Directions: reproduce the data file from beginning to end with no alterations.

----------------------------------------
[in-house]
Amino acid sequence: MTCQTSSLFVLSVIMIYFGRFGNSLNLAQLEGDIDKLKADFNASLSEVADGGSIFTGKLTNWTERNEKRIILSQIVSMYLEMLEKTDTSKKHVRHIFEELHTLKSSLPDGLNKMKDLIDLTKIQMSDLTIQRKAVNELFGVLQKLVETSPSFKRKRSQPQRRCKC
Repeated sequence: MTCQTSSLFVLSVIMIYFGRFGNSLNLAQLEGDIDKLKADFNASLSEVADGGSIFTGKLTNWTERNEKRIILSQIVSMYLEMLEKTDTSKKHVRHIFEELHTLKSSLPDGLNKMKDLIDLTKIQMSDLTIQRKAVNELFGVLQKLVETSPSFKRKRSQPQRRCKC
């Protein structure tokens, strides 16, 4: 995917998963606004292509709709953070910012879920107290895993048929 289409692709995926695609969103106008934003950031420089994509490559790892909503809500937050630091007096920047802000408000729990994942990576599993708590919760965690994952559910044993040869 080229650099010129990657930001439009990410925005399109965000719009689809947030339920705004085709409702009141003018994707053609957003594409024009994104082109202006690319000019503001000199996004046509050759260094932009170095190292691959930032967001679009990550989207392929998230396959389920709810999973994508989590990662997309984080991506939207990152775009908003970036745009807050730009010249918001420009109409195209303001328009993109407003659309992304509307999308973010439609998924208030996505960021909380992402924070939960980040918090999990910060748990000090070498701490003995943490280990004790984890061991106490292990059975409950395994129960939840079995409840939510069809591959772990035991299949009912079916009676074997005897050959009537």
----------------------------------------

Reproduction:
[in-house]
Amino acid sequence: MTCQTSSLFVLSVIMIYFGRFGNSLNLAQLEGDIDKLKADFNASLSEVADGGSIFTGKLTNWTERNEKRIILSQIVSMYLEMLEKTDTSKKHVRHIFEELHTLKSSLPDGLNKMKDLIDLTKIQMSDLTIQRKAVNELFGVLQKLVETSPSFKRKRSQPQRRCKC
Repeated sequence: MTCQTSSLFVLSVIMIYFGRFGNSLNLAQLEGDIDKLKADFNASLSEVADGGSIFTGKLTNWTERNEKRIILSQIVSMYLEMLEKTDTSKKHVRHIFEELHTLKSSLPDGLNKMKDLIDLTKIQMSDLTIQRKAVNELFGVLQKLVETSPSFKRKRSQPQRRCKC
């Protein structure tokens, strides 16, 4: 995917998963606004292509709709953070910012879920107290895993048929 289409692709995926695609969103106008934003950031420089994509490559790892909503809500937050630091007096920047802000408000729990994942990576599993708590919760965690994952559910044993040869 080229650099010129990657930001439009990410925005399109965000719009689809947030339920705004085709409702009141003018994707053609957003594409024009994104082109202006690319000019503001000199996004046509050759260094932009170095190292691959930032967001679009990550989207392929998230396959389920709810999973994508989590990662997309984080991506939207990152775009908003970036745009807050730009010249918001420009109409195209303001328009993109407003659309992304509307999308973010439609998924208030996505960021909380992402924070939960980040918090999990910060748990000090070498701490003995943490280990004790984890061991106490292990059975409950395994129960939840079995409840939510069809591959772990035991299949009912079916009676074997005897050959009537």